Sigma Corporation has made an announcement that will make all Lightroom users thrilled. Their new Sigma SD Quattro H is available for sale, and it comes with improvements that will finally let photographers edit RAW files in Lightroom. [Read more…]
Sigma announced that they were jumping into the world of cinema in a big way at the beginning of September. Last month, they announced pricing and availability for the first two cine lenses in the range to be released. These are the 18-35mm T2.0 and 50-150mm T2.0, both due to start shipping in just under two weeks.
To show off their capabilities, Sigma have produced the 15 minute short film “Blur”. Shot entirely with the pair of Super 35mm (APS-C) zoom lenses, on the Arri Amira, it’s a touching story. A boy’s slightly weird father, seen by his friends as the “cool dad”, is obsessed with his camera. His photographs aren’t very good, but he keeps shooting.
Sigma recently made a big leap into the world of the cinema by announcing 8 new cine lenses all at once. While most are expected to be released throughout the course of 2017, pricing and availability for the first two has now been announced. Those two lenses are the 18-35mm T2.0 and 50-100mm T2.0 lenses for APS-C sensor cameras.
Designed for super high resolution 6K and 8K footage, they’re also very fast at T2.0. Priced at $3,999 each, they’re certainly not inexpensive lenses, but they’re not too unreasonable when stacked up against the competition. These lenses are compatible with the “Super35” image size standard and are available in Canon, Sony and PL mounts.
Here is a bit of interesting news, a letter that Sigma distributors just sent to their retailers tells that Sigma is stopping to make some of the Sony mount Sigma lenses.
A reliable source within the industry tells us that Sony is actually quite a small business with Sigma, so they are letting this line go.
Everybody wants to know what Sigma plans for the future. Ever since they launched the ART line, the company has been getting nothing but praise.
While there is a huge focus on Sigma’s lenses, the company’s camera line does not “suffer” from the same success. I mean Sigma’s lenses are a viable option when looking for a camera, but I don’t really think photographers are considering them seriously when deciding on a new body. So here is the million dollar question, why are Sigma making cameras in the first place?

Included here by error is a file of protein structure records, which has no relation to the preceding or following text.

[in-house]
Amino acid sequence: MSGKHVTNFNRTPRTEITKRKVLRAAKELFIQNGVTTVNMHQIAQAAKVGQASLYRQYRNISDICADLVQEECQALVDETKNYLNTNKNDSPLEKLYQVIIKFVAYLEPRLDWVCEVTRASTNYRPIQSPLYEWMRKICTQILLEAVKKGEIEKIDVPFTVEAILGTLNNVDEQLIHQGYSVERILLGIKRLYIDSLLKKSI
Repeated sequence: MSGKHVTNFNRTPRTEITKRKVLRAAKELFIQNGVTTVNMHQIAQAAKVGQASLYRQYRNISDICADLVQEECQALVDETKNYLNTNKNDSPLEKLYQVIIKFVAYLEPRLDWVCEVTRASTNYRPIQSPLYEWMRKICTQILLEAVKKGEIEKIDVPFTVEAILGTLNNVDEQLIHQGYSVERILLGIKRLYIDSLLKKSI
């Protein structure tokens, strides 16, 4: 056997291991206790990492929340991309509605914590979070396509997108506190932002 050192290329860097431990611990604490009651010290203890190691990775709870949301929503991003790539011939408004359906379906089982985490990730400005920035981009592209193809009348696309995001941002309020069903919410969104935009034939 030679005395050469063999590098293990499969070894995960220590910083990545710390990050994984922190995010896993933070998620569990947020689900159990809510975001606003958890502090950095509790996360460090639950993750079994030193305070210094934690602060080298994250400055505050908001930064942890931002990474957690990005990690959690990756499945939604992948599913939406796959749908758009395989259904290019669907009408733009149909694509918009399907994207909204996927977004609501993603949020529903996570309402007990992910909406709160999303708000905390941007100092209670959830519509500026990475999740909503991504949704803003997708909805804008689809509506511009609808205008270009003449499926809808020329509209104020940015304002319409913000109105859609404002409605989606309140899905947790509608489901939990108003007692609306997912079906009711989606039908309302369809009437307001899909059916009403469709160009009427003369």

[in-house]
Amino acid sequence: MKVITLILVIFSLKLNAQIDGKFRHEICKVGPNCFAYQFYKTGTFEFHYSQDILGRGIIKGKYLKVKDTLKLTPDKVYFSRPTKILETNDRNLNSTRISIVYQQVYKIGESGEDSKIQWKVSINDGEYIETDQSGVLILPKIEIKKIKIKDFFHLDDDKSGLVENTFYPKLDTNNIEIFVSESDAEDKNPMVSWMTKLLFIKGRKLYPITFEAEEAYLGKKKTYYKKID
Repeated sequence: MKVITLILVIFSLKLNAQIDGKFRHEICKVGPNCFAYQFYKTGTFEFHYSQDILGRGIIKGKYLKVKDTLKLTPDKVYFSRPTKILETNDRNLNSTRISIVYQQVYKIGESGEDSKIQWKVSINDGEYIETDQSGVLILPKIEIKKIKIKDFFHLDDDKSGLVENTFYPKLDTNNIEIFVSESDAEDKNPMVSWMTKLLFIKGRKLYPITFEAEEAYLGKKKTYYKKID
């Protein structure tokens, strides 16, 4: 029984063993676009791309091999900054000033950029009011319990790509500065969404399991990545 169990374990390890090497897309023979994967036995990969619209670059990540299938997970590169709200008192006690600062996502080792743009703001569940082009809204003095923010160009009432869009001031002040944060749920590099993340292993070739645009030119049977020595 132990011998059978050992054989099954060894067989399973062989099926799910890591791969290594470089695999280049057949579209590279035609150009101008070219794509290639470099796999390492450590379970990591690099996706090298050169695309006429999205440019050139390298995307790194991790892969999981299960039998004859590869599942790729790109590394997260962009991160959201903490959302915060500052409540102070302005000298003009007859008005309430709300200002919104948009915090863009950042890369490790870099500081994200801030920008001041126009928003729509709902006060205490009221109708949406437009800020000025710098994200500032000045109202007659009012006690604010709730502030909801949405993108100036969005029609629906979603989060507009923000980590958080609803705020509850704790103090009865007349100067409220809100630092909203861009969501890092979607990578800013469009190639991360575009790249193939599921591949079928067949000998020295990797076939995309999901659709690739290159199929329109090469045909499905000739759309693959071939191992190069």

When you get a third party lens, there is a concern that it will not always be compatible with your camera. I mean Canon, Nikon and the likes have no obligation to make their bodies work with third party lenses.
Now Sigma has actually found an incompatibility with some Canon bodies, and issued an incompatibility warning, most notably with the new Canon EOS 5DmkIV, they also released a workaround:
When Sigma set their mind to something, they really seem to go all-in lately. That’s what they’ve done today, by announcing EIGHT new Cinema lenses at the same time. The new collection of lenses comprises five T1.5 primes and three zoom lenses. Well, it’s certainly a nice collection to kick off their entry in the world of cinema lenses.
It makes sense that Sigma are expanding their range into other markets. Their quality control has gone way up in recent years. Many of their photography lenses now keep up well with Nikon, Canon and other 3rd party counterparts. With the move toward video for many photographers, this is a smart move. And if Sigma’s photography lenses are anything to go by, they’ll be extremely competitive.
I’m not one who generally tends to pay much attention to DXOMark scores, but this one quite surprised me. Released in 2014, Tokina’s AT-X 24-70mm f/2.8 Pro FX seems to do pretty well against the main competitors, and actually scored higher than Nikon’s current model 24-70mm f/2.8E ED VR, released in 2015.
So, if you’re a Nikon shooter thinking of picking up a fast 24-70mm zoom, Tokina might now be a name you want to consider.
Sigma have today confirmed the final pricing and availability of the Sigma sd Quattro camera and EF-630 flash units announced in February, along with a new bundle that includes the sd Quattro and Sigma 30mm f/1.4 DC HSM Art Lens.
The Sigma sd Quattro is a mirrorless camera with an APS-C Foveon sensor, which Sigma claim as being “equivalent” to 39MP, and will cost a mere $799 body-only when it starts shipping in July.